There’s more to Gravity than simple forms and post submissions – in my “most useful” list I’d definitely include the ability to prefill a field in a form by passing a variable in a URL. The URLs can be formed based on variables passed into HTML templates, making call to actions such as “apply” and “reply” quite possible. I think the biggest lifesaver feature was the ability to export forms and upload them to a new WordPress installation – a lifesaver when we migrated to new, faster hosting. Recommended.


  1. Excellent post Richard. Funny enough i was speaking to someone yesterday about seogadget and what plugin you used. Great timing. Thanks

  2. I’m a newbie when it comes to using WP, and just today I installed contact form 7 since I can’t place it on the side bar. This one however have more functionality, thanks for sharing. I really need to keep searching to find the right widgets and plug-ins I need.

  3. Hi

    I’ve been trying to post a job to your site, but can’t seem to get the PayPal ‘Submit and pay’ link or the ‘Apply Now’ buttons to work in either Safari or Chrome.

    I then tried your contact form and that didn’t work either.

    Is it a temporary problem? If so, can you let me know once the site’s fixed, as I’d like to post a couple of jobs?



    • Thanks for this Justin – switching HTML5 support off seems to have fixed the submit problem, the apply button is an issue our site for which I’ll need to have a look as soon as possible.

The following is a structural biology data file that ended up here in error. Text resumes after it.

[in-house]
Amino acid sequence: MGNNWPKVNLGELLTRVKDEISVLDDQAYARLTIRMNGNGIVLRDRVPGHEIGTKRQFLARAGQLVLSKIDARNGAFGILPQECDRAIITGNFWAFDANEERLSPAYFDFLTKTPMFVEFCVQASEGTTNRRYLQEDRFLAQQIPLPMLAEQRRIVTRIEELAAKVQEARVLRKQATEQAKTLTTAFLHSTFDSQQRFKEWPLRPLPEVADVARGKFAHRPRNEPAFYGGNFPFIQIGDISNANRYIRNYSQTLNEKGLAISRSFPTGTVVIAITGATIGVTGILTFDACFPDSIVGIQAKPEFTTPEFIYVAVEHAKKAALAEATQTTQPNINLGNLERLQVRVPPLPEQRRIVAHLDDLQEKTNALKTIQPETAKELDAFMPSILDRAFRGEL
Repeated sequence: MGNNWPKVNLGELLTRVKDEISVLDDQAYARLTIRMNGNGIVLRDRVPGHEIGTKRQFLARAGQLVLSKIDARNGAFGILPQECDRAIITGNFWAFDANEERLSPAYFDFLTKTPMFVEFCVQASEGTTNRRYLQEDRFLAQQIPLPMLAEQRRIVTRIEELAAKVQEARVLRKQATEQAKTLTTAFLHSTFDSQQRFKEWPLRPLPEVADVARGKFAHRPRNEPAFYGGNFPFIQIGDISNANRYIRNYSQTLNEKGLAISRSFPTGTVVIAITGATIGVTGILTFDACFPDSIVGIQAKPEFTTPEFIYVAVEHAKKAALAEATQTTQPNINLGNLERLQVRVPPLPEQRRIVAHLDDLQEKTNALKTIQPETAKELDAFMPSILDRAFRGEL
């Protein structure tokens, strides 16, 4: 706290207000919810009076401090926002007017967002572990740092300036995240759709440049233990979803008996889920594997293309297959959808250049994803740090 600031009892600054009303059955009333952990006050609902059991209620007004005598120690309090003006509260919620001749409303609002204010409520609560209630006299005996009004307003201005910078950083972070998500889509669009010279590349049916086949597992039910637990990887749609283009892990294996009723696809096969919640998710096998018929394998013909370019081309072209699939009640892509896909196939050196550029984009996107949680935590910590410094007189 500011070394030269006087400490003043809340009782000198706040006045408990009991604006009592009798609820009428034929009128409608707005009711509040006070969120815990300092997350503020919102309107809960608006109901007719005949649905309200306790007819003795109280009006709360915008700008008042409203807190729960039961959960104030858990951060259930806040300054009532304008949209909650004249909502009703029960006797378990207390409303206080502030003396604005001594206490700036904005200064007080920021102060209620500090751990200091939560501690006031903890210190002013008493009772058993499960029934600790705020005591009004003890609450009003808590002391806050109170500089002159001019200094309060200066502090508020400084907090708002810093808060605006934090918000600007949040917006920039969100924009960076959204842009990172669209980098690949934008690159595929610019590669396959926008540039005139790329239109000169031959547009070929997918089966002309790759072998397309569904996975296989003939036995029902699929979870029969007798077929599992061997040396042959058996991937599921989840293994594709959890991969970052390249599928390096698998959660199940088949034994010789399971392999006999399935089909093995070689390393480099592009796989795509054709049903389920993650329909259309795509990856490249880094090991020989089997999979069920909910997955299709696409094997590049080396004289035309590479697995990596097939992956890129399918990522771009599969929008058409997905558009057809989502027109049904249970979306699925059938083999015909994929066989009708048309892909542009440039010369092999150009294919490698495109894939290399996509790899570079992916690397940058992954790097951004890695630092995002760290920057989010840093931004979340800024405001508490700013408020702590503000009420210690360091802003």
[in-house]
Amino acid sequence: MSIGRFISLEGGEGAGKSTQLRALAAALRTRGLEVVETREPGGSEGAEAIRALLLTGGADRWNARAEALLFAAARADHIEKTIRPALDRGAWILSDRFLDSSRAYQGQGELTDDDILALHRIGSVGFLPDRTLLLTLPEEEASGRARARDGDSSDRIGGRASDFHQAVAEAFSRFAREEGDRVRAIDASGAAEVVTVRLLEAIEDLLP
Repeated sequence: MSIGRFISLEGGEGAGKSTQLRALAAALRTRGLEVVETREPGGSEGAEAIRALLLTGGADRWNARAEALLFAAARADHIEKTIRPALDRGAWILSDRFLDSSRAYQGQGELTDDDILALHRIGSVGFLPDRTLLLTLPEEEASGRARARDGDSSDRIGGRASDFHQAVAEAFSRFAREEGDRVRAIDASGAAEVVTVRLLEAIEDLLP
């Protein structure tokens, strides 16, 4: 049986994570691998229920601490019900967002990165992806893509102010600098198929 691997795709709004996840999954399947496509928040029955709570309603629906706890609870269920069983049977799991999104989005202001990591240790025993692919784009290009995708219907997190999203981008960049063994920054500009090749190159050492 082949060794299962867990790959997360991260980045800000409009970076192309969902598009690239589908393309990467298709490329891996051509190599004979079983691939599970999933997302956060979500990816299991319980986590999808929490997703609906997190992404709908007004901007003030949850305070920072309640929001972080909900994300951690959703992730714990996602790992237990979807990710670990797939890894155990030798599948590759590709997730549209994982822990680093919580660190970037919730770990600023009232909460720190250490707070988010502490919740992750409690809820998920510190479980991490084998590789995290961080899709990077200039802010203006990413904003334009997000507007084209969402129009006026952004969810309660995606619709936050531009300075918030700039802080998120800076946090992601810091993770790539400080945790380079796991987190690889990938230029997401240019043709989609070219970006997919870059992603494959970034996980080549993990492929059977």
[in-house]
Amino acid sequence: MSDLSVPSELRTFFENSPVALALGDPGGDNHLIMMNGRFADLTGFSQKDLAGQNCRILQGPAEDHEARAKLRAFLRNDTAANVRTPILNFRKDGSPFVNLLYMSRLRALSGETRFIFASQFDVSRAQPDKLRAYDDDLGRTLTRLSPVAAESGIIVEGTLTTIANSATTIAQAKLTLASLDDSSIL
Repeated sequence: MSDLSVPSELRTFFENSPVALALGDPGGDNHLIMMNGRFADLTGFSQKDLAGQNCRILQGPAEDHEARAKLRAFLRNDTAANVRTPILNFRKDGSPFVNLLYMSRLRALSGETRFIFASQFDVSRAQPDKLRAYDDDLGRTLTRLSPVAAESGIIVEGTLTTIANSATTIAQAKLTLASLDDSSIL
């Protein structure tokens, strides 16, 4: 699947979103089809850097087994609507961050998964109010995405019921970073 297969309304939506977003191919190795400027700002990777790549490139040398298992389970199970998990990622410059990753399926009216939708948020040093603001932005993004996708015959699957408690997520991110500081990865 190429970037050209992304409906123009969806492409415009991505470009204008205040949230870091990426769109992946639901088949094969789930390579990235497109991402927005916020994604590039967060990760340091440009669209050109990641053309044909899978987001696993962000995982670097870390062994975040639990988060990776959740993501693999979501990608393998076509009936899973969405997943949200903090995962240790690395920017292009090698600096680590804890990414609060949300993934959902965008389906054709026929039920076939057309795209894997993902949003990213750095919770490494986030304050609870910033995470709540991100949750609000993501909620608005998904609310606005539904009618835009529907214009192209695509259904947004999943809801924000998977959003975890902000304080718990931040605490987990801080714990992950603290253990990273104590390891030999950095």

• Hi Richard
      Thanks for sorting that out, it’s great that you were able to respond so quickly. I’m looking forward to seeing the responses we get from the ads.

  4. Another one here that used to use Contact form 7, but in lots of cases it had issues. Thanks for sharring this one.

  5. Great post for those wishing to set up a jobs board! I used a professional template for my social media jobs board, it is really simple to use and looks really professional. I’m only in the early stages and in the process of trying to get exposure, any hints and tips would be greatly appreciated.

  6. I just installed the newest version of Gravity Forms and I am trying to find the “Create Post Title Template” and “Create Post Content Template” sections in Gravity Forms.

    Could you tell me where to find them?

    I see Post Fields > Body and Post Fields > Title.

    Is that where it is?

  7. I am about to set up a new website and Gravity Forms seems perfect for my requirements and would like my site visitors to be able to upload image file (photos, jpegs, png files) – has anybody used the file upload feature?

    • Alex,
      I use the file upload feature and it works great! I built a “business card builder” form for my partner. He’s going to offer it to a local printing company. Visitors can choose which options they want and then they can upload a logo. On submission, the form takes them directly to PayPal to complete the purchase. It’s pretty amazing!

      Just gotta get GF to produce a confirmation page option before it sends the visitor to PayPal.

  8. Excellent post, I’m thinking of setting up a way for people to put jobs on my website and this seems to be the easiest way. I’m not all that good at getting wordpress to do exactly what I want it to though.

  9. Can you tell me how you integrated Paypal into your form? Did you use the Add-on or redirect another way? I have the lowest version of gravity forms, and supposedly you can redirect to paypal, but I haven’t figured out exactly how yet??? Any help would be much appreciated!!